Emil von Behring Facts

Emil von Behring Facts
Emil von Behring (March 15, 1854 to March 31, 1917) was a German physiologist who received the Nobel Prize in Medicine for his discovery for a diphtheria antitoxin.
Interesting Emil von Behring Facts:
Behring was born Adolf Emil Behring in Province of Prussia, now part of Poland.
He was the eldest of 13 children of a Hansdorf schoolmaster.
Because his family could not afford to send him to university, he attended the Army Medical College in Berlin from 1874 to 1878 which obligated him to military service for several years after graduation.
During his military service he found time to study the problems of septic disease and the use of iodoform as an antiseptic.
His publication attracted the attention of the military health officials.
He was sent first to Bonn for further training in scientific methods and later back to Berlin where he worked with Robert Koch.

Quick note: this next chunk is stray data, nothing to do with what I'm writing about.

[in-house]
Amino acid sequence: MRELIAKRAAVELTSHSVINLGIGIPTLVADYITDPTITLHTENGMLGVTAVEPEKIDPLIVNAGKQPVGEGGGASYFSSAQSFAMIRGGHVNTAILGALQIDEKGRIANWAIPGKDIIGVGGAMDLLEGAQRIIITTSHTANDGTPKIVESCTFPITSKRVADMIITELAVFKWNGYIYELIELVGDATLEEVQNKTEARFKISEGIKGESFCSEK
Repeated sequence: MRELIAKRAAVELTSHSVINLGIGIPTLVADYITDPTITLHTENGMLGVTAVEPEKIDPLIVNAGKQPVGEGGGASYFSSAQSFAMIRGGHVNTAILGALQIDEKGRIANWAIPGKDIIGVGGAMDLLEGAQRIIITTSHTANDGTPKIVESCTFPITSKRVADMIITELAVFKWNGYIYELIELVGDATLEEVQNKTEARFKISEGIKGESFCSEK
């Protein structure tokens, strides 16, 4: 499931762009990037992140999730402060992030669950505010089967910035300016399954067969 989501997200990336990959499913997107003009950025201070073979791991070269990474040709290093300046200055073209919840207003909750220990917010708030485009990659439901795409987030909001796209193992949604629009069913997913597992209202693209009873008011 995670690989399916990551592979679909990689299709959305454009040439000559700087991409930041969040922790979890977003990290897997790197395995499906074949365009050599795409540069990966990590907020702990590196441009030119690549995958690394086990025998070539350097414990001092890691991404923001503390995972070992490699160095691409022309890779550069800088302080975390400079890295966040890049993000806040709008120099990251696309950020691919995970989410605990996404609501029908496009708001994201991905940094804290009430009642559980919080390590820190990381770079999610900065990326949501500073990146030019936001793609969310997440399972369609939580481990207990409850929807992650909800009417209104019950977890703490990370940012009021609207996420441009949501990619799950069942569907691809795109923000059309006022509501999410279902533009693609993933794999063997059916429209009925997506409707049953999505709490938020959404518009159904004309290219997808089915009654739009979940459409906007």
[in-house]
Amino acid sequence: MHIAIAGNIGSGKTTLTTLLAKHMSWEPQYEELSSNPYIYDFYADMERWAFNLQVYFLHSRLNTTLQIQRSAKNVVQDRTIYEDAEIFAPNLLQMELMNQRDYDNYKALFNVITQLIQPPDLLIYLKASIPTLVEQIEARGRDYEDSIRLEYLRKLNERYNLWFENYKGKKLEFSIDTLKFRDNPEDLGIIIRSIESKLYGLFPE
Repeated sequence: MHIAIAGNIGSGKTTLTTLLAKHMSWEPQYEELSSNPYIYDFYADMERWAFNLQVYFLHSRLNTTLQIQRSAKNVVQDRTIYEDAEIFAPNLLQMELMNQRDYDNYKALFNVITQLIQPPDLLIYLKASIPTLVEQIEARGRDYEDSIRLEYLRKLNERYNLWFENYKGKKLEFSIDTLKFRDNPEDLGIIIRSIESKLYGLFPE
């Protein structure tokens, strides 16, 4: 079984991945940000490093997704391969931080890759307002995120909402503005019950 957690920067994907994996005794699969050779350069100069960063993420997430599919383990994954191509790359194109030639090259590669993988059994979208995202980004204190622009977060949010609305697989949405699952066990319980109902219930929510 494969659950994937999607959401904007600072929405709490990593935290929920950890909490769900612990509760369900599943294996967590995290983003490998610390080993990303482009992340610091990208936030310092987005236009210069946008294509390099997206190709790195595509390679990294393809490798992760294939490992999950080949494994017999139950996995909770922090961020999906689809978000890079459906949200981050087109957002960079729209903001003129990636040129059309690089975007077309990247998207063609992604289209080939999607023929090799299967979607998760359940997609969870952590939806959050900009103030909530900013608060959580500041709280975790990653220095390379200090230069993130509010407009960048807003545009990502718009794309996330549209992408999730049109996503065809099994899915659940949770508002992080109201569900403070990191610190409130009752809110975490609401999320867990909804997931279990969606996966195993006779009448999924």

Combining his study of the research by Pasteur, Koch Ehrlich, Loffler, and Yersin with his own work on iodoform, Behring began to experiment with disinfection of living organisms to stimulate immunity in animals.
His experiments were primarily with diphtheria and tetanus bacilli.
In 1890 Behring and S. Kitasato published the results of their experiments that graduated doses of sterilized cultures caused the test animals to produce antitoxins in their blood.
They also proved that the antitoxins produced by one animal could provide immunity from infection in another animal.
Later work also proved that the antitoxins produced by one animal could actually cure another animal showing symptoms of the disease.
In 1913 Behring announced his production of a mixture of neutralized diphtheria antitoxin and subsequent work on this mixture resulted in the modern immunization against diphtheria.
In 1901 he was awarded the Nobel Prize in Medicine and received a noble title.

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